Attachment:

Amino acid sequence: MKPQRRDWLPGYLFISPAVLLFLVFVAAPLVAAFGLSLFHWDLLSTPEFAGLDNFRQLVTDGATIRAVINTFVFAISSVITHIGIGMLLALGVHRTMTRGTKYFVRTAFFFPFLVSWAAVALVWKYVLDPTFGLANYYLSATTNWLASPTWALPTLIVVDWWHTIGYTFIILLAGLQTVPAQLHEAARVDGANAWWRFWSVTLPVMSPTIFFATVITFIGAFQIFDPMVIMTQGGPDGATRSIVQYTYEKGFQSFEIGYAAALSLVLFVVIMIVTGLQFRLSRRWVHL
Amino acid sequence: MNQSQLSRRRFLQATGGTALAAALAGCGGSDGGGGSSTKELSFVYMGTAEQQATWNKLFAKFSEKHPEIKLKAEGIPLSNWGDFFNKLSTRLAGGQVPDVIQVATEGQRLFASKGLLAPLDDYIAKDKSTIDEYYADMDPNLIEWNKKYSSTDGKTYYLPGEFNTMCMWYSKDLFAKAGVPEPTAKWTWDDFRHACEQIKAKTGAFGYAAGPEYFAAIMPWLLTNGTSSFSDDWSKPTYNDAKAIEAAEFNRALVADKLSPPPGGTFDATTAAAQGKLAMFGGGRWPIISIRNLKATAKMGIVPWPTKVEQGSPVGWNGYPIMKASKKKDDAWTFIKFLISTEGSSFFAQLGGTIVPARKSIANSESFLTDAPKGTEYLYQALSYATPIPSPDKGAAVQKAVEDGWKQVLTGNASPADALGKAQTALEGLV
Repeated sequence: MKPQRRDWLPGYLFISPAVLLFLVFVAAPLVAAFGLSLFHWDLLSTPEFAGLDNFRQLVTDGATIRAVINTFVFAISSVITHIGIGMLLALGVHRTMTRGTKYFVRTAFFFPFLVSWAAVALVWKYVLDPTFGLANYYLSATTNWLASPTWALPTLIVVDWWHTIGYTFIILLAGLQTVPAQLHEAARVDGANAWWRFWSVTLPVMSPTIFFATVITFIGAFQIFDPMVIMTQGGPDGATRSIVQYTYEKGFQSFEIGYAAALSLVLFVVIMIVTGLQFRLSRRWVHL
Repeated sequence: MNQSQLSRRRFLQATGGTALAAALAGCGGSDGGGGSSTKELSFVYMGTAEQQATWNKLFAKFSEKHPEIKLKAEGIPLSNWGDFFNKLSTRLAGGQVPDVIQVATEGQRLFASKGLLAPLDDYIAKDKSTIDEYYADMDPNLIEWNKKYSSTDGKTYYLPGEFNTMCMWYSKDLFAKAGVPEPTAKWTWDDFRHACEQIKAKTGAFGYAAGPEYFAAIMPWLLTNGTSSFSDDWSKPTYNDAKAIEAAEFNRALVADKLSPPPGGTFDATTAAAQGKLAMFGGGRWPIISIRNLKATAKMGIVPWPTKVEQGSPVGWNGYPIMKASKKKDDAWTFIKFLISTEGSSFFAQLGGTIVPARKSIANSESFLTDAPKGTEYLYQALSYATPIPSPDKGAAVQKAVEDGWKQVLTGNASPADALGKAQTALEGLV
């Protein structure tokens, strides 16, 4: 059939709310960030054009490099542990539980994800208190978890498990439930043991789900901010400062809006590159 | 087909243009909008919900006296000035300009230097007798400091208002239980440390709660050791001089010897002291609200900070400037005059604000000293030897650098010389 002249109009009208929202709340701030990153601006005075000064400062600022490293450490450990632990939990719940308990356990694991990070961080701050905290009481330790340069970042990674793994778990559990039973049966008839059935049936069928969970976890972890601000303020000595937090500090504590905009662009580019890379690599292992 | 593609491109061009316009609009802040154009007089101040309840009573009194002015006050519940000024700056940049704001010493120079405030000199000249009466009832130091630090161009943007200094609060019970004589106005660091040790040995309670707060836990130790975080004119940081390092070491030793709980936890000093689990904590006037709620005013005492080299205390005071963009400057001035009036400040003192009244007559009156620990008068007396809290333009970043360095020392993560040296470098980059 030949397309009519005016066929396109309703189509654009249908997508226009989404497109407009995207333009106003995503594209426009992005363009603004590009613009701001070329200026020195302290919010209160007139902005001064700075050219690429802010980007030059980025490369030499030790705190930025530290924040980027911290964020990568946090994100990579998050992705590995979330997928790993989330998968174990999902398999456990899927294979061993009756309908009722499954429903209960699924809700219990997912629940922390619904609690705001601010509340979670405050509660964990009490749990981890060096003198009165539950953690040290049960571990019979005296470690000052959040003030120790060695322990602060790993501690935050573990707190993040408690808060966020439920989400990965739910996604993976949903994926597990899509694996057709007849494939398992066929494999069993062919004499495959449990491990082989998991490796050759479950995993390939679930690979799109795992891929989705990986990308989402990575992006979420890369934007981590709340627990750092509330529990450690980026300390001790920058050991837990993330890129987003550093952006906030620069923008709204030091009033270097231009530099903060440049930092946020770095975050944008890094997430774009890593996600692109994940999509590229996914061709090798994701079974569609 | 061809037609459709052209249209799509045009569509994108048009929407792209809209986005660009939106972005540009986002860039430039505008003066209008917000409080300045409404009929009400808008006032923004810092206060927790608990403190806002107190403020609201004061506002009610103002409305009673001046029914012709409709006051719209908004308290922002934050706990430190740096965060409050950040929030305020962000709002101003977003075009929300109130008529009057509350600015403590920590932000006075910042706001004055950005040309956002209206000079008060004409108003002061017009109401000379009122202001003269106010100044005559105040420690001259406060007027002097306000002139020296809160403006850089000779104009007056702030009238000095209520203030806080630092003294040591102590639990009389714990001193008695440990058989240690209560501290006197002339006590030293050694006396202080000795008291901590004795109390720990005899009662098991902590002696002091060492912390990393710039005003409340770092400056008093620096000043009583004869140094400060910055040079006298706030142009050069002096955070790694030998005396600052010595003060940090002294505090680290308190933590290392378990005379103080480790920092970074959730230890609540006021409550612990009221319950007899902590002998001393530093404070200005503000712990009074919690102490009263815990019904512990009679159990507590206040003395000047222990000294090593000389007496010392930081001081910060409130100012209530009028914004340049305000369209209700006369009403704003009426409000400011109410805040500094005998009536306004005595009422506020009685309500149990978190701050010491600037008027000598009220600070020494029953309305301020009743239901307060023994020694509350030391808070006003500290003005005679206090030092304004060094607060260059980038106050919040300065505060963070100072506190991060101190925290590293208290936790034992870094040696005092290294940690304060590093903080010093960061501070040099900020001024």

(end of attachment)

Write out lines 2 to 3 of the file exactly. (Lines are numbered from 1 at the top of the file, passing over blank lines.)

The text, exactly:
Amino acid sequence: MNQSQLSRRRFLQATGGTALAAALAGCGGSDGGGGSSTKELSFVYMGTAEQQATWNKLFAKFSEKHPEIKLKAEGIPLSNWGDFFNKLSTRLAGGQVPDVIQVATEGQRLFASKGLLAPLDDYIAKDKSTIDEYYADMDPNLIEWNKKYSSTDGKTYYLPGEFNTMCMWYSKDLFAKAGVPEPTAKWTWDDFRHACEQIKAKTGAFGYAAGPEYFAAIMPWLLTNGTSSFSDDWSKPTYNDAKAIEAAEFNRALVADKLSPPPGGTFDATTAAAQGKLAMFGGGRWPIISIRNLKATAKMGIVPWPTKVEQGSPVGWNGYPIMKASKKKDDAWTFIKFLISTEGSSFFAQLGGTIVPARKSIANSESFLTDAPKGTEYLYQALSYATPIPSPDKGAAVQKAVEDGWKQVLTGNASPADALGKAQTALEGLV
Repeated sequence: MKPQRRDWLPGYLFISPAVLLFLVFVAAPLVAAFGLSLFHWDLLSTPEFAGLDNFRQLVTDGATIRAVINTFVFAISSVITHIGIGMLLALGVHRTMTRGTKYFVRTAFFFPFLVSWAAVALVWKYVLDPTFGLANYYLSATTNWLASPTWALPTLIVVDWWHTIGYTFIILLAGLQTVPAQLHEAARVDGANAWWRFWSVTLPVMSPTIFFATVITFIGAFQIFDPMVIMTQGGPDGATRSIVQYTYEKGFQSFEIGYAAALSLVLFVVIMIVTGLQFRLSRRWVHL